If “ain’t” isn’t a word, Michael McDonald ain’t listening.
The blue-eyed soul singer played no less than three songs with ain’t in their titles at Cain Park on Sunday. The five-time Grammy winner’s 80-minute show wrapped up the season for the outdoor Cleveland Heights venue, transforming an ordinary summer night into a hits-filled “Yacht Rock” regatta that had the boomers dancing along.
We’ll miss the park until next summer. But what a way to go.
The crowd filed into Evans Ampitheater to the sounds of Stevie Wonder (“Sir Duke,” “Superstition”) and Steely Dan (“Reelin’ In The Years,” “Rikki Don’t Lose That Number”) pumping over the house PA system. The tunes certainly weren’t inappropriate, given McDonald’s mid-seventies tenure in the Donald Fagan / Walter Becker-fronted ensemble.
But the 61-year old—after walking onstage with a wave—greeted fans with music from his other ex-band, The Doobie Brothers, pounding out “Here To Love You” and “It Keeps You Runnin’” from behind a Yamaha Motif XF-8 electric piano. “Sweet Freedom” (from the Billy Crystal movie Running Scared) brought the set into the ‘80s, as did the sultry “I Keep Forgetting,” from McDonald’s ’82 solo debut If That’s What It Takes.
“I hope you remember this one,” prefaced the white-haired keyboardist. Then, with a chuckle: “I hope we remember it!”
The we referred to McDonald’s ace backup band, which included California songwriter Bernie Chiaravelle (guitar, vocals), Chicagoan Tommy Sims (bass), jazz pianist Pat Coil (keys, organ), and Dan Needham (drums). Mark Douthit played saxophone and contributed additional keyboards on another Motif, and “Miss Monet” Owens added steamy background vocals.
“She makes the rest of us look like the waiting room at an assisted-living home,” McDonald joked while introducing his players.
“You Belong to Me” hailed from the Doobies’ 1977 platter Livin’ on the Faultline—but McDonald credited Carly Simon for turning his song into a bona fide hit. “Heard It Through the Grapevine” was the first of several selections from Michael’s two well-regarded Motown discs from the mid-2000s, while his elegant cover of Eddie Arnold’s “You Don’t Know Me” arrived via 2008’s Soul Speak.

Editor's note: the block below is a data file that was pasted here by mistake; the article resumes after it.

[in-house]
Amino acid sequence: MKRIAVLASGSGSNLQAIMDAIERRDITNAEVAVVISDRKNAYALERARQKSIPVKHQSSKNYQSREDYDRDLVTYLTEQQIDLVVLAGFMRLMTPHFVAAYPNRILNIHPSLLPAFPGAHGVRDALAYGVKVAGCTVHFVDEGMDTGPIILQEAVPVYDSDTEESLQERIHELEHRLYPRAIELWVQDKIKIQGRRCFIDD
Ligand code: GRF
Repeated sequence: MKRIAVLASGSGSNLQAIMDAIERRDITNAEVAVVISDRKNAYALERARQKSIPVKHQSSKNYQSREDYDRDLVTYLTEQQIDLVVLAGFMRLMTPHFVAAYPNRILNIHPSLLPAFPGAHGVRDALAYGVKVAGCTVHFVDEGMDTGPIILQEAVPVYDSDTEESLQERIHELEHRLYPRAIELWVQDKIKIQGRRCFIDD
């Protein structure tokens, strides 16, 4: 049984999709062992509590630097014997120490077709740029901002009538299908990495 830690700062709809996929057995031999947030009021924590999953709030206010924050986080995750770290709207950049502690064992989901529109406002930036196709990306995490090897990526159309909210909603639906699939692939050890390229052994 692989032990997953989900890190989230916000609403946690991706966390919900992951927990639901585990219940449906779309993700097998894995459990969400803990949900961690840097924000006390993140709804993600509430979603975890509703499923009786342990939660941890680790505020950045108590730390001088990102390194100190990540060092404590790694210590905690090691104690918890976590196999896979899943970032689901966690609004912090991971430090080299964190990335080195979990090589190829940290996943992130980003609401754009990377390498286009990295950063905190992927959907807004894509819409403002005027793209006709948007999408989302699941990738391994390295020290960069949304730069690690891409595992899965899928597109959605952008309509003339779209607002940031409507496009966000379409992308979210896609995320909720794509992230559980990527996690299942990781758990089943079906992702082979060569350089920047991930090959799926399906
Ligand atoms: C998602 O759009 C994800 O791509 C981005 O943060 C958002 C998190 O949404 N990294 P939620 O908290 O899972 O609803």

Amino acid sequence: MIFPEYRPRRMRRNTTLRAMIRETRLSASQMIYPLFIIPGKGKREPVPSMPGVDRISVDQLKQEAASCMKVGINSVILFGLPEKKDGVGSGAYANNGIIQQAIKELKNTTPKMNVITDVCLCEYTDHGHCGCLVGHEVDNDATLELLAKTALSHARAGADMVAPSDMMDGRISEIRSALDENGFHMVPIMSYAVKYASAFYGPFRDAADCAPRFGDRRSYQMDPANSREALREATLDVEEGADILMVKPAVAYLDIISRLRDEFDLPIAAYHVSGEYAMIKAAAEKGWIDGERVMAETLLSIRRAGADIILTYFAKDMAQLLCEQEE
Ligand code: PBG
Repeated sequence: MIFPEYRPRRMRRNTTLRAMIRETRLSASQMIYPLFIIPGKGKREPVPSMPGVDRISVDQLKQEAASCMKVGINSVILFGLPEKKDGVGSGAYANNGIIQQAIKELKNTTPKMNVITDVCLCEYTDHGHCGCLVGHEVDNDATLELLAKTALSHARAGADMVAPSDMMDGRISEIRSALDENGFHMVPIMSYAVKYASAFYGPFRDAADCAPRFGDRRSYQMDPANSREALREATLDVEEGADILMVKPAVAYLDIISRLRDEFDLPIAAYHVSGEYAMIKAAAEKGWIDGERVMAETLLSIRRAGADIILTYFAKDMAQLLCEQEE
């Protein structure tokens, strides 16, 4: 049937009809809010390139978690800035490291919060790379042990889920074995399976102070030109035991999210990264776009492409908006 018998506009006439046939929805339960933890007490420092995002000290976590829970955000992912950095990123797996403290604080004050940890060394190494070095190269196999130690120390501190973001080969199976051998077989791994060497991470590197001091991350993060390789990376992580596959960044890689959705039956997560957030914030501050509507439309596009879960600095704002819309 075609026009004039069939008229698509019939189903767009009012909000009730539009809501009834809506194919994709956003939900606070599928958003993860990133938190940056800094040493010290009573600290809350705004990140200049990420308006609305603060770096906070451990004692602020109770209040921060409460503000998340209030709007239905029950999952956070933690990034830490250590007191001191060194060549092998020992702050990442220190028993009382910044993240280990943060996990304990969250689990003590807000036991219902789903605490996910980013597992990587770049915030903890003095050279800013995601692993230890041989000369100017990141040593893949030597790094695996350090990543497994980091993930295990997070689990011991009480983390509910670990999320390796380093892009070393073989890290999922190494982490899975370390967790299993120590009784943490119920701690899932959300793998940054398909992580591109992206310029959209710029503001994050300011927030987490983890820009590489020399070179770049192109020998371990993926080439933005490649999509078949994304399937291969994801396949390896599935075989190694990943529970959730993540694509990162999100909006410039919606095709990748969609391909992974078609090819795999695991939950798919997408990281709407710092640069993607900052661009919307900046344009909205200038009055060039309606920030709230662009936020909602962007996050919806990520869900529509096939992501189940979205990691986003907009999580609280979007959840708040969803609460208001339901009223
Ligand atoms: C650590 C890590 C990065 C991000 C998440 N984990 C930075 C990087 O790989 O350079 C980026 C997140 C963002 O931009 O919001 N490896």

The sublimely-lit band rendered the Tom Bell / Linda Creed-penned “Stop, Look, Listen” while bathed in a soft, champagne-magenta glow, and was the first of two numbers on which Owens shared lead vocals with the star. The funky “Ain’t No Love” dipped into McDonald’s 2000 effort, Blues Obsession, which—Michael noted—featured the same rhythm section of Sims / Needham. The gospel-influenced “Yah Mo Be There” invited spectators to chime in on the refrain’s “up and over” part, but nobody caught on till the second go-round.
Cheers erupted when McDonald performed the jazzy piano intro to “Minute By Minute” and audience members clapped along when Coil added his ascending organ part to the mix. McDonald covered Marvin Gaye again on “Ain’t No Mountain High Enough” and “Ain’t Nothin’ Like the Real Thing,” faithfully recreating the Motown jewels—but leaving plenty of space for Owens and Sims to layer the choruses with their vocals. Another Doobies oldie—“What a Fool Believes”—finally got folks up and moving.
“It’s okay, Cleveland,” encouraged McDonald. “It’s alright if you wanna dance!”
Michael and friends encored with a song popularized by Eric Clapton. Technically, “Change the World” wasn’t a cover; Sims wrote the feel-good hit decades ago. The bassist reclaimed the pop hymn with a stellar assist from McDonald and the gang, who then bade farewell with “Takin’ It to the Streets.”
The gig saw McDonald in top form—his husky, signature baritone as powerful as ever. It was one of those rare, no-filler shows where every number was a winner, and every performance top-notch. Douthit delighted on saxophone and Chiaravalle got a chance to sparkle with a few crackling guitar solos on his red Gibson SG and sunburst Les Paul.
The only complaint, really, was that the soul survey ended too damn soon. Still, it’s hard to quibble with an artist who favors quality over quantity and cooks like this.
“Yacht Rock” website: http://www.channel101.com/show/171